On April 28, Devin Adair, a healthy, 21-year old University of Tulsa student mysteriously dies after spending a whole week in the hospital. It was obvious that the boy was very ill, but he had no visible wounds that could help doctors to find out what exactly was wrong with the boy.
Last week, the autopsy report came back and the pieces of the puzzle came together. It was proven that flesh-eating bacteria had killed the boy. The flesh-eating bacteria, also known as necrotizing fasciitis are potent enough to turn a wound as small as a pinprick into a massive infection, leading to amputation or even death, as in Devin’s case.
The infection is caused by bacteria, usually a type known as Group A Streptococcus (GAS), which thrive naturally on the throat and on the skin. The good news: Few people in contact with GAS will develop an infection, and it doesn’t appear to be very contagious. The bad news: No one yet knows why GAS sometimes becomes invasive.
GAS bacteria can enter the body through cuts and bruises. Sometimes, there might not even be an identifiable entry point. When the bacteria reach the blood, muscles or lungs, they can destroy muscles, fat and skin tissue. Hence it is termed as “flesh-eating”.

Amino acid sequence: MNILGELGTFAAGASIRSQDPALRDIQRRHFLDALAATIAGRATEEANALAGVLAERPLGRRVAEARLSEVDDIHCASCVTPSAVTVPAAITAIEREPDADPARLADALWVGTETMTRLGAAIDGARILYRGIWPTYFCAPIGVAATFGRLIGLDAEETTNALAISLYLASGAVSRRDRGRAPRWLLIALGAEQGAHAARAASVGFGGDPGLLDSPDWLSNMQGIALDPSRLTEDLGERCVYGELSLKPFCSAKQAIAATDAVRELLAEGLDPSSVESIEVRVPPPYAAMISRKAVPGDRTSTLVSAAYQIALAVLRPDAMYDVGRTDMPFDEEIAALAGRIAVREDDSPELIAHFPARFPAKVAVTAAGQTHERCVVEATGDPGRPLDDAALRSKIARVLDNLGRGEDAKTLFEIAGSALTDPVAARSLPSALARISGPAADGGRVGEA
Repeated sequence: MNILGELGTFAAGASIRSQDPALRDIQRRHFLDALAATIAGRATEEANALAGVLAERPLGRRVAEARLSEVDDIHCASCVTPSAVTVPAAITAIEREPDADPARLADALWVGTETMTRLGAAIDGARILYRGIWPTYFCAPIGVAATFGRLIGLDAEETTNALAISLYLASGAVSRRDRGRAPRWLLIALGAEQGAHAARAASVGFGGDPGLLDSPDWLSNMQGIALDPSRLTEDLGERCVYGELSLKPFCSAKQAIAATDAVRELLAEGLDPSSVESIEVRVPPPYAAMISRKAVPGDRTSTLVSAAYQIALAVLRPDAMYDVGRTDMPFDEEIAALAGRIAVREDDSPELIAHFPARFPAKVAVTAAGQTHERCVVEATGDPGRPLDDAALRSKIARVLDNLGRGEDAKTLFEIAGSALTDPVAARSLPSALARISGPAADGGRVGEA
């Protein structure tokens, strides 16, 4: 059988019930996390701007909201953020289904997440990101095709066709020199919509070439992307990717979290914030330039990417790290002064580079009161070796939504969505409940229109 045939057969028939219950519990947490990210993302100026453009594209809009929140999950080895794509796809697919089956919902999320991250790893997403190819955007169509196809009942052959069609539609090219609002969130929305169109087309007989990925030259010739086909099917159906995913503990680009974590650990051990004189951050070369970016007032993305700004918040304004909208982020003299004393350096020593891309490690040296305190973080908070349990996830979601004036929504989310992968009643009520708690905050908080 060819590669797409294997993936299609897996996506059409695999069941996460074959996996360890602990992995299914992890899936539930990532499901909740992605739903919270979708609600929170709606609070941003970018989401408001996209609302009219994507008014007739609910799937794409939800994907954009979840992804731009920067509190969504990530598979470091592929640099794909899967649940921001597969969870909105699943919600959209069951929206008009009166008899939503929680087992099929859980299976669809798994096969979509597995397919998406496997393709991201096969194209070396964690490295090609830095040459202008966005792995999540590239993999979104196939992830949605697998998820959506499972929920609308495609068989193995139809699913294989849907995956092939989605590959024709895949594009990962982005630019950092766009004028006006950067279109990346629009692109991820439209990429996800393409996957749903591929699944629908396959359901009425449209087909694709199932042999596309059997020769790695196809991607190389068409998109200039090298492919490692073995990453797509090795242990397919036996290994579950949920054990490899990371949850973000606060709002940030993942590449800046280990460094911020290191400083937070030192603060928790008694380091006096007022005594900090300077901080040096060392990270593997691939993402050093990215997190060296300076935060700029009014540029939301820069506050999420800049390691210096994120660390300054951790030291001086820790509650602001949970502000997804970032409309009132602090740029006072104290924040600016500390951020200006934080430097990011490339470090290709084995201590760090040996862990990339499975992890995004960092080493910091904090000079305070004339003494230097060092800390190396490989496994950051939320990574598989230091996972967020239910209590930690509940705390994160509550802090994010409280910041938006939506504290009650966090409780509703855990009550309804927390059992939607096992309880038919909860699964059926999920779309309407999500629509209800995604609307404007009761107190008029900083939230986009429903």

If left untreated, the infected area begins to swell and appear bluish, white or flaky. Once it has progressed to this point, amputation of the infected area and immediate antibiotic treatment usually are necessary.
As scary as this may sound, most experts agree that there is little that can be done in the way of prevention. “Just cleaning wounds with soap and water is your best shot, but is probably of little use in general,” said Dr. Carl Schultz, professor of emergency medicine at the University of California Irvine.
Flesh-eating bacterial infections are more common in people with weakened immune systems, diabetics, or intravenous drug users — but healthy people also are vulnerable.